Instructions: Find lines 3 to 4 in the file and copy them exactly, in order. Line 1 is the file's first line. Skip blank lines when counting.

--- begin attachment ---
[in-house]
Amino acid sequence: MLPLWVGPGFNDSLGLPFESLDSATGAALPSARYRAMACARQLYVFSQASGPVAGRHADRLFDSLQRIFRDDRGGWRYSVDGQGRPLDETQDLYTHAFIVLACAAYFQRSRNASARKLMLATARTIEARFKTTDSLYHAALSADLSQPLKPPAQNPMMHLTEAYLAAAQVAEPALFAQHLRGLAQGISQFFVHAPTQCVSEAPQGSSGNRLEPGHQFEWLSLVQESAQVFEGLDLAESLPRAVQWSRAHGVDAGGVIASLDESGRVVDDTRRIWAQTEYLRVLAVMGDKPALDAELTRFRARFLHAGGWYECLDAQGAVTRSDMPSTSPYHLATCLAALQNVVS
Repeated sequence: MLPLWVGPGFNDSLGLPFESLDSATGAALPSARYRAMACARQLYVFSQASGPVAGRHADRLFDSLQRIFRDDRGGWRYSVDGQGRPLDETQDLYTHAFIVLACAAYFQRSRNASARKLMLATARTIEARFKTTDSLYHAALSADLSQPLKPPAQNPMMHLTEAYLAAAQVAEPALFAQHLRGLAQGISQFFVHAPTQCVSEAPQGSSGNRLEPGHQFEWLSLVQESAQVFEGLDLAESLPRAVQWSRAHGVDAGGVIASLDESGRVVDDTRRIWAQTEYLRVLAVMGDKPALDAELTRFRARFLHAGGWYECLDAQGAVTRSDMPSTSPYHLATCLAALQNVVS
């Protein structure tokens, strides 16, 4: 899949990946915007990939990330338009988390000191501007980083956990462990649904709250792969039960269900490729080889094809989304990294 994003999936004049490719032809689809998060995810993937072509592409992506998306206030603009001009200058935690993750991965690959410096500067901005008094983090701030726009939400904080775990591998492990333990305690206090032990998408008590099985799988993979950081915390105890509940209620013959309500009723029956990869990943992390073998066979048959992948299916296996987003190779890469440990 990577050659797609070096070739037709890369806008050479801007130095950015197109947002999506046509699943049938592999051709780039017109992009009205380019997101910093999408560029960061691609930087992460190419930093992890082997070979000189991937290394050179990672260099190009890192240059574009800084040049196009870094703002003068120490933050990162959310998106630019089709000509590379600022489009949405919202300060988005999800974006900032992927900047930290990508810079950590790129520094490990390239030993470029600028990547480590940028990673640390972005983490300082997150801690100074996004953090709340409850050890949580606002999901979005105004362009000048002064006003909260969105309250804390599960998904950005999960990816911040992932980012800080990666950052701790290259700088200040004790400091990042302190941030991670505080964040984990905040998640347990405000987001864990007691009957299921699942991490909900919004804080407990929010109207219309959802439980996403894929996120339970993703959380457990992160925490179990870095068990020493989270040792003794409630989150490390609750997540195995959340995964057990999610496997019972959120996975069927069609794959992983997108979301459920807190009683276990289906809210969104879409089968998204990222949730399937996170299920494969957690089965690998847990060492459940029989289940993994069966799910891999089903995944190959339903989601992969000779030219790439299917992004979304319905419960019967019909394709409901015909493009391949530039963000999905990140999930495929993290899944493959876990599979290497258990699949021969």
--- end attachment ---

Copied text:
Repeated sequence: MLPLWVGPGFNDSLGLPFESLDSATGAALPSARYRAMACARQLYVFSQASGPVAGRHADRLFDSLQRIFRDDRGGWRYSVDGQGRPLDETQDLYTHAFIVLACAAYFQRSRNASARKLMLATARTIEARFKTTDSLYHAALSADLSQPLKPPAQNPMMHLTEAYLAAAQVAEPALFAQHLRGLAQGISQFFVHAPTQCVSEAPQGSSGNRLEPGHQFEWLSLVQESAQVFEGLDLAESLPRAVQWSRAHGVDAGGVIASLDESGRVVDDTRRIWAQTEYLRVLAVMGDKPALDAELTRFRARFLHAGGWYECLDAQGAVTRSDMPSTSPYHLATCLAALQNVVS
């Protein structure tokens, strides 16, 4: 899949990946915007990939990330338009988390000191501007980083956990462990649904709250792969039960269900490729080889094809989304990294 994003999936004049490719032809689809998060995810993937072509592409992506998306206030603009001009200058935690993750991965690959410096500067901005008094983090701030726009939400904080775990591998492990333990305690206090032990998408008590099985799988993979950081915390105890509940209620013959309500009723029956990869990943992390073998066979048959992948299916296996987003190779890469440990 990577050659797609070096070739037709890369806008050479801007130095950015197109947002999506046509699943049938592999051709780039017109992009009205380019997101910093999408560029960061691609930087992460190419930093992890082997070979000189991937290394050179990672260099190009890192240059574009800084040049196009870094703002003068120490933050990162959310998106630019089709000509590379600022489009949405919202300060988005999800974006900032992927900047930290990508810079950590790129520094490990390239030993470029600028990547480590940028990673640390972005983490300082997150801690100074996004953090709340409850050890949580606002999901979005105004362009000048002064006003909260969105309250804390599960998904950005999960990816911040992932980012800080990666950052701790290259700088200040004790400091990042302190941030991670505080964040984990905040998640347990405000987001864990007691009957299921699942991490909900919004804080407990929010109207219309959802439980996403894929996120339970993703959380457990992160925490179990870095068990020493989270040792003794409630989150490390609750997540195995959340995964057990999610496997019972959120996975069927069609794959992983997108979301459920807190009683276990289906809210969104879409089968998204990222949730399937996170299920494969957690089965690998847990060492459940029989289940993994069966799910891999089903995944190959339903989601992969000779030219790439299917992004979304319905419960019967019909394709409901015909493009391949530039963000999905990140999930495929993290899944493959876990599979290497258990699949021969």